“Parents and caregivers can prepare for their baby’s surgery by understanding what their baby’s problem is,” says Dr. Mustafa Kabeer, a CHOC pediatric surgeon. “Parents should talk to their physician so they understand the problem and what steps will be taken to correct it. This helps parents feel comfortable with the procedure and have confidence in who is doing the surgery. Parents and caregivers need to educate themselves. It’s a team effort.”
BREASTFEEDING AND SURGERY
Because all patients, including babies, can’t eat before surgery, breastfeeding must be delayed for a period of time prior to surgery. In most cases, babies can return to breastfeeding once they are awake enough to drink liquids without problems. The baby’s nurse or doctor will let the mother know when her baby is ready to nurse. Mothers should speak with their doctors or a lactation consultant about pumping and keeping up their milk supply while their babies are fasting and in surgery. “If the mother can pump and save the breast milk, our Neonatal Intensive Care Unit will save the milk for when the baby can eat. Breast milk has huge immune system benefits that can’t be mimicked by alternatives,” says Dr. Kabeer.
COMMON SURGERIES FOR INFANTS
“Most of our babies that end up needing an operation are born with a specific problem that needs surgical intervention,” says Dr. Kabeer. “We see babies, for example, with a disconnected esophagus or ruptured intestine that requires an operation to connect it. Some babies have reflux and need surgery to correct that. Premature babies are at high risk for health problems and many surgeries are performed on these babies. We do many types of surgery in our Surgical Neonatal Intensive Care Unit.”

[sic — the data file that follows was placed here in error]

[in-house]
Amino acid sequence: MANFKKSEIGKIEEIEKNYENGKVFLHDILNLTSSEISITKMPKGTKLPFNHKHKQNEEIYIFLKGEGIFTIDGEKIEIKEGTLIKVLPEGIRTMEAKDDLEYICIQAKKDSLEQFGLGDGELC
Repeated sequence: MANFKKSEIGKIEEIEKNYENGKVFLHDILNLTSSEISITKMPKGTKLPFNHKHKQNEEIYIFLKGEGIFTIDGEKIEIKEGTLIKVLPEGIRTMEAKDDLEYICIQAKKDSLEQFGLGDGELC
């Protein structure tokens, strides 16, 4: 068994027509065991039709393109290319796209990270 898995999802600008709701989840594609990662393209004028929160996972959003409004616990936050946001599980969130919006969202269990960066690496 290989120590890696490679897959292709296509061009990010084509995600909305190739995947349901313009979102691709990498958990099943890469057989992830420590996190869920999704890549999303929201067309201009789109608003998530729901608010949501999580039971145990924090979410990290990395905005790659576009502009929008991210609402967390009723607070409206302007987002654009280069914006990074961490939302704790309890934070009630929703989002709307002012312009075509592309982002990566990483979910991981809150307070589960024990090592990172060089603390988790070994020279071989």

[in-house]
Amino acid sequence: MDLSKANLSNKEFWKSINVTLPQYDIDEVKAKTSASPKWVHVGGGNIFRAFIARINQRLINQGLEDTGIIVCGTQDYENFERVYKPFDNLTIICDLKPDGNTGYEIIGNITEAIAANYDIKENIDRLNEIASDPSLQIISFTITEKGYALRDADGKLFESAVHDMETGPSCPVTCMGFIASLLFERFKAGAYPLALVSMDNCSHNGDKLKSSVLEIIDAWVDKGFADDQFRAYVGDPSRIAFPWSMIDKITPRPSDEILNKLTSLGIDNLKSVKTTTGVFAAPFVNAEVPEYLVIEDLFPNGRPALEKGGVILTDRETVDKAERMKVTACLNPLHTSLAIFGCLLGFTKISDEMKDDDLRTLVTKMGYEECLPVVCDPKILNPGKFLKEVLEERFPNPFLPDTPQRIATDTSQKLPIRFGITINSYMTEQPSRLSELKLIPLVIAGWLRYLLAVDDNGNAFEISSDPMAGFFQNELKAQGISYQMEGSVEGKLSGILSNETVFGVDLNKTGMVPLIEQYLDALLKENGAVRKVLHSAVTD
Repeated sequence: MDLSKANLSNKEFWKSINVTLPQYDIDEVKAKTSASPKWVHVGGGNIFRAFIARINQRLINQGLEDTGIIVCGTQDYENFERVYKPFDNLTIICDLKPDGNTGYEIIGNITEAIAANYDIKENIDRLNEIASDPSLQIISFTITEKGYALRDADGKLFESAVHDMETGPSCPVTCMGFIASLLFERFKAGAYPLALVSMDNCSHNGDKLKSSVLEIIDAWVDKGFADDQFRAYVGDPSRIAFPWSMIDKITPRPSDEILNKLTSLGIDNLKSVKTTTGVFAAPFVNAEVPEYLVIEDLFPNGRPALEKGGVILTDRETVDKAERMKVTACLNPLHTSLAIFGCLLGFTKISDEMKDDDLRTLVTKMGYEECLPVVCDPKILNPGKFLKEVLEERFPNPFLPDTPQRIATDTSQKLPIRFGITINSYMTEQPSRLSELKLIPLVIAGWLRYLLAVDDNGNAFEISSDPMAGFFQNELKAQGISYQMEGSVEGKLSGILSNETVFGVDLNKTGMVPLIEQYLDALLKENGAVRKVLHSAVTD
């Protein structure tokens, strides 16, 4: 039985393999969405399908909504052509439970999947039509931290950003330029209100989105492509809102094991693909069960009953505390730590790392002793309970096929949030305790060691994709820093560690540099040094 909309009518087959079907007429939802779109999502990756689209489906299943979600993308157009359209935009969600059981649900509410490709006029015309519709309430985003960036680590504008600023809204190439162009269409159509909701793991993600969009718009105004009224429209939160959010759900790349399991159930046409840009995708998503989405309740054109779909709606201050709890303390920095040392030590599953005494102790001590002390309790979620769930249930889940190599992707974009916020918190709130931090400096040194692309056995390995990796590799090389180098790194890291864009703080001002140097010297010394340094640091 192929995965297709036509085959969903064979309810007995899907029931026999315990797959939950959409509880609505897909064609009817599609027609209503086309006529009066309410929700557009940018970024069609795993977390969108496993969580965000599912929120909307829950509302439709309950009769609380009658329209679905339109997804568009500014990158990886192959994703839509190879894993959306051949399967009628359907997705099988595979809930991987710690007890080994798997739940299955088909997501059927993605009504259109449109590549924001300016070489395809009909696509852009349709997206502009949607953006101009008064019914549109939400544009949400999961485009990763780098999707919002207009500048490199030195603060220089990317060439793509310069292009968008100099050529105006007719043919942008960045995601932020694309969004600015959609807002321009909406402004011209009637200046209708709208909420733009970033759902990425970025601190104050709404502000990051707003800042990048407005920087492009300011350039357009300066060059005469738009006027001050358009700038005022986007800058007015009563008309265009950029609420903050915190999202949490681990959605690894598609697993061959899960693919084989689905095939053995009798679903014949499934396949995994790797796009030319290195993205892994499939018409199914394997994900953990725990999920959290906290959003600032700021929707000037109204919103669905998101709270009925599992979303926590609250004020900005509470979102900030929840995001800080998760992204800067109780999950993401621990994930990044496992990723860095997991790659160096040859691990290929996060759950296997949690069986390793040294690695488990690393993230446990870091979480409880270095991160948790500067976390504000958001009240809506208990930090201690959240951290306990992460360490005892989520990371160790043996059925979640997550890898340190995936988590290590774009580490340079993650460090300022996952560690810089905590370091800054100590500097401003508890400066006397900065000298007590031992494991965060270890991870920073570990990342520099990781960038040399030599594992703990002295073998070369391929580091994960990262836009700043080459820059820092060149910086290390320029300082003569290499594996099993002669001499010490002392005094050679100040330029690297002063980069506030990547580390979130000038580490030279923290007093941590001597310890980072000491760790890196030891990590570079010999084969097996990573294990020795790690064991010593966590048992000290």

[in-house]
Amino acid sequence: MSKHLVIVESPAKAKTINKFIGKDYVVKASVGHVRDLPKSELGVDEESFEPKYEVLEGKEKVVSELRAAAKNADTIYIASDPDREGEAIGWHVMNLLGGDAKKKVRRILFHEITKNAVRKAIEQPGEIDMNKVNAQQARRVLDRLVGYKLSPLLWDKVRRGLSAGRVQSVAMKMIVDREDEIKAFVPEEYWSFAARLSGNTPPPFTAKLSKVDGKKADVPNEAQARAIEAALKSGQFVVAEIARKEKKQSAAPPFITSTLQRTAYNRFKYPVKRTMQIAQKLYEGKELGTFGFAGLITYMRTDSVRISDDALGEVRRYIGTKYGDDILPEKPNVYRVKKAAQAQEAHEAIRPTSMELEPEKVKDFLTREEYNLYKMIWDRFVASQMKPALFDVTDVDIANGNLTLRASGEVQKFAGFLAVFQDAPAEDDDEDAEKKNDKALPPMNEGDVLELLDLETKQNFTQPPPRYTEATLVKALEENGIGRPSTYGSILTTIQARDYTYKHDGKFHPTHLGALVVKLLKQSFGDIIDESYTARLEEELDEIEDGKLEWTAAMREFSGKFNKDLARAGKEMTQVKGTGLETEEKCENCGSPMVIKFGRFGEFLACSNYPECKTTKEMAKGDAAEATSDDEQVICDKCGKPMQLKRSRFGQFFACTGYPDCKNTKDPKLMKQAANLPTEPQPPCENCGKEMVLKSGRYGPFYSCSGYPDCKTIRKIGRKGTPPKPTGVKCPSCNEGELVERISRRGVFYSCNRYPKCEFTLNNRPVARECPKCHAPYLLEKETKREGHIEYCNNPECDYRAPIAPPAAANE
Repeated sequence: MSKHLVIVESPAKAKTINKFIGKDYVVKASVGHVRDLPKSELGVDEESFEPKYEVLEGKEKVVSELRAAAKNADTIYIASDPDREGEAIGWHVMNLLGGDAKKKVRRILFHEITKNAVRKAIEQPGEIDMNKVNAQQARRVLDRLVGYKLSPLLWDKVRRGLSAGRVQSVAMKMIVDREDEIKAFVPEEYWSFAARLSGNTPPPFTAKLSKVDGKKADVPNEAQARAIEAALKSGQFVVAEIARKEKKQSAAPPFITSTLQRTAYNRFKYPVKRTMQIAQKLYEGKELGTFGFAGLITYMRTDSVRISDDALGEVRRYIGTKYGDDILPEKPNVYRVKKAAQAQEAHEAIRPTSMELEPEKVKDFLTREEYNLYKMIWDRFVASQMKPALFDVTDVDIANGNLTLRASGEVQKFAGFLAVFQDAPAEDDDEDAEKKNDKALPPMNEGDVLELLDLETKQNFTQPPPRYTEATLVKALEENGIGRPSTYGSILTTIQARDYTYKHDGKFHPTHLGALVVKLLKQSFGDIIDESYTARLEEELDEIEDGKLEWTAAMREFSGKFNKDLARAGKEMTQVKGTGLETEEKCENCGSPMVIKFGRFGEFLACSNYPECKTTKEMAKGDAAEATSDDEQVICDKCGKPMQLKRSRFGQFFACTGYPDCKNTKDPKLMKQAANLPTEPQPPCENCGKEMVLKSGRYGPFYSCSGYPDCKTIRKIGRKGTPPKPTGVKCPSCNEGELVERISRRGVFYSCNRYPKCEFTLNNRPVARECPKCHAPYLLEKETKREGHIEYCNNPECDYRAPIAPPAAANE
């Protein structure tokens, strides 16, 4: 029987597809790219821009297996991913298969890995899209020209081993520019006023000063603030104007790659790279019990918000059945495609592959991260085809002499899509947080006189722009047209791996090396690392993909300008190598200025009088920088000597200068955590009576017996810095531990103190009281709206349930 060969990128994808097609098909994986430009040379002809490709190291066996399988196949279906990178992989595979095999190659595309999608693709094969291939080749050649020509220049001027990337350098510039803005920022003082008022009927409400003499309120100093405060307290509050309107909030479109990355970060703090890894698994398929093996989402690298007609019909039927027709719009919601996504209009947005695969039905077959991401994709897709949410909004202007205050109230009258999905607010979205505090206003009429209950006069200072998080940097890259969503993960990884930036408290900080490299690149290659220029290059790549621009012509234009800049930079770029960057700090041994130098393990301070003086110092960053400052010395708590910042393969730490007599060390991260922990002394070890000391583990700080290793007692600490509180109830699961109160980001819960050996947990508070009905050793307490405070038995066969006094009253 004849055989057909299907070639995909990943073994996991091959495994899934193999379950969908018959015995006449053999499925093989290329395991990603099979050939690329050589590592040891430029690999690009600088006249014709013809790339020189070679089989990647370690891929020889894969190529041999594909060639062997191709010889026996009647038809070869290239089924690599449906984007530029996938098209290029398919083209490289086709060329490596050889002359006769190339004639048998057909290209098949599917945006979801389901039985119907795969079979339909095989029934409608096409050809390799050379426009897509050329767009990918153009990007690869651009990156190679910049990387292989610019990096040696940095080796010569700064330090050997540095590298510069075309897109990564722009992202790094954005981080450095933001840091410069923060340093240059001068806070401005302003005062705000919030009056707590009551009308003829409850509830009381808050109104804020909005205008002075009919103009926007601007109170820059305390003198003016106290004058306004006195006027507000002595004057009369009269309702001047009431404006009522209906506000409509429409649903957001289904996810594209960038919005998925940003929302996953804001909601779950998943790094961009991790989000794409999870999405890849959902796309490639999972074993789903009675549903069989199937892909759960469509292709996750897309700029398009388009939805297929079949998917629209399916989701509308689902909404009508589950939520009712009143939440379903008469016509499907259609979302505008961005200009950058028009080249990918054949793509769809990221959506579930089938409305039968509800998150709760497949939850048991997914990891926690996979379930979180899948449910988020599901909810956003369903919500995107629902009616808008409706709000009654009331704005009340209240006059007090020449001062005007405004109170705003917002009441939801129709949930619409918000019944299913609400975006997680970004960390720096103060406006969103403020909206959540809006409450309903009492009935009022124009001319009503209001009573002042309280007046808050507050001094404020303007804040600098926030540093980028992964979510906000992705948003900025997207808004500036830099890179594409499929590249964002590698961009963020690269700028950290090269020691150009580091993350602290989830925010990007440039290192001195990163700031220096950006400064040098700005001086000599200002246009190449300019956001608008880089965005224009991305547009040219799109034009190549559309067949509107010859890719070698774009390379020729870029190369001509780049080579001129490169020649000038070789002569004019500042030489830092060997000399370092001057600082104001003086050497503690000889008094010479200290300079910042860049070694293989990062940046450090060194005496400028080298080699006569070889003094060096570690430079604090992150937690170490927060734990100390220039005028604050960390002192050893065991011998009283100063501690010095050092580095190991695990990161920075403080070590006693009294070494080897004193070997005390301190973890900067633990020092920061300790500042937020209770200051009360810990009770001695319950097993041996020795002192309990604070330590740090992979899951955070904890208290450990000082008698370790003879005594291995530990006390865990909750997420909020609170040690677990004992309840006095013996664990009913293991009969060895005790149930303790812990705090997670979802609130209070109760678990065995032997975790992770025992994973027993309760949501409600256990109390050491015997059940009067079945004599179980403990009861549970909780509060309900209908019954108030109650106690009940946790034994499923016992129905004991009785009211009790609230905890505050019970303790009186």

An innovator in medicine, Dr. Mustafa Kabeer has been a leader in the research of surgical robotics and was the first physician to perform robotic surgery at CHOC. He has since performed many different types of operations using robotics. Dr. Kabeer completed both his internship and his residency training at Indiana University and served his fellowship at the Children’s Hospital of Michigan. Dr. Kabeer, with Dr. Irfan Ahmad, a neonatologist, are the co-directors of the Surgical Neonatal Intensive Care Unit at CHOC. Dr. Kabeer also is a Clinical Assistant Professor of Surgery at the University of California, Irvine, Medical School.
Dr. Kabeer’s philosophy of care: “I treat all of our kids as if they were my own child. It’s one big extended family.”
University of Missouri School of Medicine, Columbia, Missouri
Surgical Critical Care
Mustafa H. Kabeer
CHOC Pediatric Surgeon
Infants needing surgery require special attention, and a unique feature of CHOC’s Neonatal Intensive Care Unit (NICU) provides just that.
CHOC’s Surgical NICU, one of the only two Surgical NICUs like it at any children’s hospital in the country, is a dedicated space within the NICU that uses a comprehensive approach to care for these tiny patients. A coordinated treatment protocol – used in many adult intensive care units nationwide – has shown to result in fewer patient complications, better outcomes and faster discharges. And, CHOC’s Surgical NICU physicians and staff continue to research new ways to make the care even better.